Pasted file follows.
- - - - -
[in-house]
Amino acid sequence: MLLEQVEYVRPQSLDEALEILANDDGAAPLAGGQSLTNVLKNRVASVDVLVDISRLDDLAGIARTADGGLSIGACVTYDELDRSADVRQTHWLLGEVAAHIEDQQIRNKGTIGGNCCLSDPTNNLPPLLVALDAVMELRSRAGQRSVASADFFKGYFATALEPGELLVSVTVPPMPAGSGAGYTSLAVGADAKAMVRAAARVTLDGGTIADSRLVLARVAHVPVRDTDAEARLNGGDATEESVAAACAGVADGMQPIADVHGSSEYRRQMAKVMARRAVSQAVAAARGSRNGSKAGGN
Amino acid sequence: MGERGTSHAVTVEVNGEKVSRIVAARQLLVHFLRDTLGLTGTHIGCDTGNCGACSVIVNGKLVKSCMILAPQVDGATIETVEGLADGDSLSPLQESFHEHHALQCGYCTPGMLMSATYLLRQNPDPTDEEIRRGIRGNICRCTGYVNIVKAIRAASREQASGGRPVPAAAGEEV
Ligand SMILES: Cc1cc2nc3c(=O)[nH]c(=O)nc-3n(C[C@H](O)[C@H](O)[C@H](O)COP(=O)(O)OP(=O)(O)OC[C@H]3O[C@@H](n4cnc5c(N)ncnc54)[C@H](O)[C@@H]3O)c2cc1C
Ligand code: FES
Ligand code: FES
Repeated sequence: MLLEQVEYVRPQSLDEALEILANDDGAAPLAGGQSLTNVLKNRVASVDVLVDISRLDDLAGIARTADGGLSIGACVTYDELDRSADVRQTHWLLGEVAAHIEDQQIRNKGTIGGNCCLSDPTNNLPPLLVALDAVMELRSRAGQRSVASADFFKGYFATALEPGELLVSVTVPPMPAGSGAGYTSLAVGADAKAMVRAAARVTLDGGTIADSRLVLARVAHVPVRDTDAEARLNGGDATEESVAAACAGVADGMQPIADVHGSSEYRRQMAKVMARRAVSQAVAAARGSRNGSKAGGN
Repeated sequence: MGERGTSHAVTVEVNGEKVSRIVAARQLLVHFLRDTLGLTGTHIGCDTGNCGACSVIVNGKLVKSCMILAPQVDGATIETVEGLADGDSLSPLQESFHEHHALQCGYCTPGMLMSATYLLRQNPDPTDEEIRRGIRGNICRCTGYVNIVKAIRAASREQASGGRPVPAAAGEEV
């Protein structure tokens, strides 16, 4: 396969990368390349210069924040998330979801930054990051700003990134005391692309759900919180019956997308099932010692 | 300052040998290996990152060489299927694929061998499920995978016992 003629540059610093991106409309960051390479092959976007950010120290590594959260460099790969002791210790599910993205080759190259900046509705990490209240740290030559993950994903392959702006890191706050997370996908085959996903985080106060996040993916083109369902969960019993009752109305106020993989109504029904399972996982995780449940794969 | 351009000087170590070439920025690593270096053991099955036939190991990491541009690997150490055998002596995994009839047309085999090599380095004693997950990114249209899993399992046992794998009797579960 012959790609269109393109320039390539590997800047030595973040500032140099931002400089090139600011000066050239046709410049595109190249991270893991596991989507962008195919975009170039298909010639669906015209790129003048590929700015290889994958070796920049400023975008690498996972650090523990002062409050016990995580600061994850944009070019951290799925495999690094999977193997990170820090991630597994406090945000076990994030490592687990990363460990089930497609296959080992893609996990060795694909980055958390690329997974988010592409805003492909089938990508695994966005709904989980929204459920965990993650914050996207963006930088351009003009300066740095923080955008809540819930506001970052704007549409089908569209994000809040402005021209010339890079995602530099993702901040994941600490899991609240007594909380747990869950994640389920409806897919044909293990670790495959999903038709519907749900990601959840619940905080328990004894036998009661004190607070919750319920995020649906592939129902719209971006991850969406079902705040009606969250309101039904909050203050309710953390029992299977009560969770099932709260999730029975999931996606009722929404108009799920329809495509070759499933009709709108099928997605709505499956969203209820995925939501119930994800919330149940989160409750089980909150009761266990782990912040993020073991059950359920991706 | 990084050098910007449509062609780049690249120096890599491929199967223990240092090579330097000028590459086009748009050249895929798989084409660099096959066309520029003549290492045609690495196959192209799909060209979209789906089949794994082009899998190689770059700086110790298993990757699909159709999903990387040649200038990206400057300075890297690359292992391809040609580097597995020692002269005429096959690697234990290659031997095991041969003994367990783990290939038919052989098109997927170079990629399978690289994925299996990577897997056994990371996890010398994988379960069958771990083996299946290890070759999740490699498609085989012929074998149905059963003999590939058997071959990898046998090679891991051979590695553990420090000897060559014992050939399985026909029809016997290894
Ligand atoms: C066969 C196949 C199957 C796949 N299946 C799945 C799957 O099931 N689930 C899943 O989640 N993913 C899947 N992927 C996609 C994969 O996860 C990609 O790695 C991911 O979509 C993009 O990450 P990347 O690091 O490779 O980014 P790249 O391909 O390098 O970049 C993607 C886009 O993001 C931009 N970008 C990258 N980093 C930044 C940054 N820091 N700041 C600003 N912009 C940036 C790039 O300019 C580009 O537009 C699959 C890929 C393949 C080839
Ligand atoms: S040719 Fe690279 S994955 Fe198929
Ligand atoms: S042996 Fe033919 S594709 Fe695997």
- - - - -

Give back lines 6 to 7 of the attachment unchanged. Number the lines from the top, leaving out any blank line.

Ligand code: FES
Repeated sequence: MLLEQVEYVRPQSLDEALEILANDDGAAPLAGGQSLTNVLKNRVASVDVLVDISRLDDLAGIARTADGGLSIGACVTYDELDRSADVRQTHWLLGEVAAHIEDQQIRNKGTIGGNCCLSDPTNNLPPLLVALDAVMELRSRAGQRSVASADFFKGYFATALEPGELLVSVTVPPMPAGSGAGYTSLAVGADAKAMVRAAARVTLDGGTIADSRLVLARVAHVPVRDTDAEARLNGGDATEESVAAACAGVADGMQPIADVHGSSEYRRQMAKVMARRAVSQAVAAARGSRNGSKAGGN